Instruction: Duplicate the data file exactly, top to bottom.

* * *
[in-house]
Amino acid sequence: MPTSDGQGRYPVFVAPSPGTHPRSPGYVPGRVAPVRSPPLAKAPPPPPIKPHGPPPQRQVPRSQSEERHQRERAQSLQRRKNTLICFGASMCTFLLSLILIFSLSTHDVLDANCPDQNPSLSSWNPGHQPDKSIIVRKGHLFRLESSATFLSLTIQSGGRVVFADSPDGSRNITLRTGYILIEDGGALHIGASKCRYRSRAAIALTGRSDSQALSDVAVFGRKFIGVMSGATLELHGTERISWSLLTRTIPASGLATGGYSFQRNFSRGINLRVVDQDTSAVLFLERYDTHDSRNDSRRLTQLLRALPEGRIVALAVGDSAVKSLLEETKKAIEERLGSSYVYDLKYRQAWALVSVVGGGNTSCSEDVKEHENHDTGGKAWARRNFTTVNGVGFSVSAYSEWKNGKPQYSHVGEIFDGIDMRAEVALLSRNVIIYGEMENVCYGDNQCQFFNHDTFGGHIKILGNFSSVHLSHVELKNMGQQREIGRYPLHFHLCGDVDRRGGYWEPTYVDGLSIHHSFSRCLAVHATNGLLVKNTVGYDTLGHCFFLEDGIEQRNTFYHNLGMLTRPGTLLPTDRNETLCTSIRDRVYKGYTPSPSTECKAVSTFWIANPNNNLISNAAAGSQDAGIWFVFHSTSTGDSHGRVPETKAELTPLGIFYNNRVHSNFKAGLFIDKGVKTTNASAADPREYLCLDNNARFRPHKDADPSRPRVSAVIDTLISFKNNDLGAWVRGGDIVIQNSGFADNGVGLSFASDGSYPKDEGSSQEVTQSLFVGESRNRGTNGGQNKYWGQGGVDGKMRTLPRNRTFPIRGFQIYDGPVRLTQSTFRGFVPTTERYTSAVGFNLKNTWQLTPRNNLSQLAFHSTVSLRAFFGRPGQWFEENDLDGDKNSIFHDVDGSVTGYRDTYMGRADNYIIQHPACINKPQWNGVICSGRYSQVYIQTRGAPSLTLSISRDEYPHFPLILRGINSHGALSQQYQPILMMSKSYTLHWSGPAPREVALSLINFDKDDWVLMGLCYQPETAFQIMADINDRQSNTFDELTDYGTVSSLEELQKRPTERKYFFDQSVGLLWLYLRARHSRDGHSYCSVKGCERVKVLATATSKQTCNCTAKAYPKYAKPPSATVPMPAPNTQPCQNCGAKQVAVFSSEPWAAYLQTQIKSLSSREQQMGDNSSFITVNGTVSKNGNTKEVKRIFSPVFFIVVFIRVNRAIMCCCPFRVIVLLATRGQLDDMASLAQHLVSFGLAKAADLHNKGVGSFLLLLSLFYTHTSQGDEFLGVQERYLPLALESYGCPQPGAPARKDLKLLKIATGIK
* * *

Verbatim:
[in-house]
Amino acid sequence: MPTSDGQGRYPVFVAPSPGTHPRSPGYVPGRVAPVRSPPLAKAPPPPPIKPHGPPPQRQVPRSQSEERHQRERAQSLQRRKNTLICFGASMCTFLLSLILIFSLSTHDVLDANCPDQNPSLSSWNPGHQPDKSIIVRKGHLFRLESSATFLSLTIQSGGRVVFADSPDGSRNITLRTGYILIEDGGALHIGASKCRYRSRAAIALTGRSDSQALSDVAVFGRKFIGVMSGATLELHGTERISWSLLTRTIPASGLATGGYSFQRNFSRGINLRVVDQDTSAVLFLERYDTHDSRNDSRRLTQLLRALPEGRIVALAVGDSAVKSLLEETKKAIEERLGSSYVYDLKYRQAWALVSVVGGGNTSCSEDVKEHENHDTGGKAWARRNFTTVNGVGFSVSAYSEWKNGKPQYSHVGEIFDGIDMRAEVALLSRNVIIYGEMENVCYGDNQCQFFNHDTFGGHIKILGNFSSVHLSHVELKNMGQQREIGRYPLHFHLCGDVDRRGGYWEPTYVDGLSIHHSFSRCLAVHATNGLLVKNTVGYDTLGHCFFLEDGIEQRNTFYHNLGMLTRPGTLLPTDRNETLCTSIRDRVYKGYTPSPSTECKAVSTFWIANPNNNLISNAAAGSQDAGIWFVFHSTSTGDSHGRVPETKAELTPLGIFYNNRVHSNFKAGLFIDKGVKTTNASAADPREYLCLDNNARFRPHKDADPSRPRVSAVIDTLISFKNNDLGAWVRGGDIVIQNSGFADNGVGLSFASDGSYPKDEGSSQEVTQSLFVGESRNRGTNGGQNKYWGQGGVDGKMRTLPRNRTFPIRGFQIYDGPVRLTQSTFRGFVPTTERYTSAVGFNLKNTWQLTPRNNLSQLAFHSTVSLRAFFGRPGQWFEENDLDGDKNSIFHDVDGSVTGYRDTYMGRADNYIIQHPACINKPQWNGVICSGRYSQVYIQTRGAPSLTLSISRDEYPHFPLILRGINSHGALSQQYQPILMMSKSYTLHWSGPAPREVALSLINFDKDDWVLMGLCYQPETAFQIMADINDRQSNTFDELTDYGTVSSLEELQKRPTERKYFFDQSVGLLWLYLRARHSRDGHSYCSVKGCERVKVLATATSKQTCNCTAKAYPKYAKPPSATVPMPAPNTQPCQNCGAKQVAVFSSEPWAAYLQTQIKSLSSREQQMGDNSSFITVNGTVSKNGNTKEVKRIFSPVFFIVVFIRVNRAIMCCCPFRVIVLLATRGQLDDMASLAQHLVSFGLAKAADLHNKGVGSFLLLLSLFYTHTSQGDEFLGVQERYLPLALESYGCPQPGAPARKDLKLLKIATGIK